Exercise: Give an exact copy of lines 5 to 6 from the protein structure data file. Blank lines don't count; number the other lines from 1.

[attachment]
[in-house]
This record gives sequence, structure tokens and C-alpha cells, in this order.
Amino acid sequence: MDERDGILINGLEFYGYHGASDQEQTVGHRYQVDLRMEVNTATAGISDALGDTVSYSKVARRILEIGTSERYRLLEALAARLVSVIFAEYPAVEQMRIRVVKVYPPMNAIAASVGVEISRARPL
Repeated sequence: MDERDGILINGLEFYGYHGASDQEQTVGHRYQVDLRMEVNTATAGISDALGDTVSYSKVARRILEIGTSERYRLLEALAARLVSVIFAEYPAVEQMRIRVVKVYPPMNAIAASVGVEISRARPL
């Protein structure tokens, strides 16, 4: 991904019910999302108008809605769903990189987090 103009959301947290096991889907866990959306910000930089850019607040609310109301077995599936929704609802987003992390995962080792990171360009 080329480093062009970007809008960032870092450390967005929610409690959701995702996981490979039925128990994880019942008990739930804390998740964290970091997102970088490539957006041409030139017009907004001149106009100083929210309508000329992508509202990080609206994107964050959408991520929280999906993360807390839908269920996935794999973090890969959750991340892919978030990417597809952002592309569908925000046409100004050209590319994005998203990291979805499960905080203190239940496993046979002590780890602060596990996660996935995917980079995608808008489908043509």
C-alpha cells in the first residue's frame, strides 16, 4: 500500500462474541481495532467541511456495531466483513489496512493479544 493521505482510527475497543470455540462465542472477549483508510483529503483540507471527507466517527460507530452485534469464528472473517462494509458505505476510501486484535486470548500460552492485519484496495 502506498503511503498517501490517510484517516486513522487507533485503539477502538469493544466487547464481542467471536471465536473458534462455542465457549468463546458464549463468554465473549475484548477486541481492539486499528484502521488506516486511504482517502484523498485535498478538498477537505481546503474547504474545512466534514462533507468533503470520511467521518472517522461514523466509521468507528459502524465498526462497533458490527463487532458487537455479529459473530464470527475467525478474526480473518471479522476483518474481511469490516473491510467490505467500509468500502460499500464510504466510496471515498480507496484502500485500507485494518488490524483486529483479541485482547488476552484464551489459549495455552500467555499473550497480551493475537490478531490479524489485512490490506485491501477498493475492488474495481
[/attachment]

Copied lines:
């Protein structure tokens, strides 16, 4: 991904019910999302108008809605769903990189987090 103009959301947290096991889907866990959306910000930089850019607040609310109301077995599936929704609802987003992390995962080792990171360009 080329480093062009970007809008960032870092450390967005929610409690959701995702996981490979039925128990994880019942008990739930804390998740964290970091997102970088490539957006041409030139017009907004001149106009100083929210309508000329992508509202990080609206994107964050959408991520929280999906993360807390839908269920996935794999973090890969959750991340892919978030990417597809952002592309569908925000046409100004050209590319994005998203990291979805499960905080203190239940496993046979002590780890602060596990996660996935995917980079995608808008489908043509």
C-alpha cells in the first residue's frame, strides 16, 4: 500500500462474541481495532467541511456495531466483513489496512493479544 493521505482510527475497543470455540462465542472477549483508510483529503483540507471527507466517527460507530452485534469464528472473517462494509458505505476510501486484535486470548500460552492485519484496495 502506498503511503498517501490517510484517516486513522487507533485503539477502538469493544466487547464481542467471536471465536473458534462455542465457549468463546458464549463468554465473549475484548477486541481492539486499528484502521488506516486511504482517502484523498485535498478538498477537505481546503474547504474545512466534514462533507468533503470520511467521518472517522461514523466509521468507528459502524465498526462497533458490527463487532458487537455479529459473530464470527475467525478474526480473518471479522476483518474481511469490516473491510467490505467500509468500502460499500464510504466510496471515498480507496484502500485500507485494518488490524483486529483479541485482547488476552484464551489459549495455552500467555499473550497480551493475537490478531490479524489485512490490506485491501477498493475492488474495481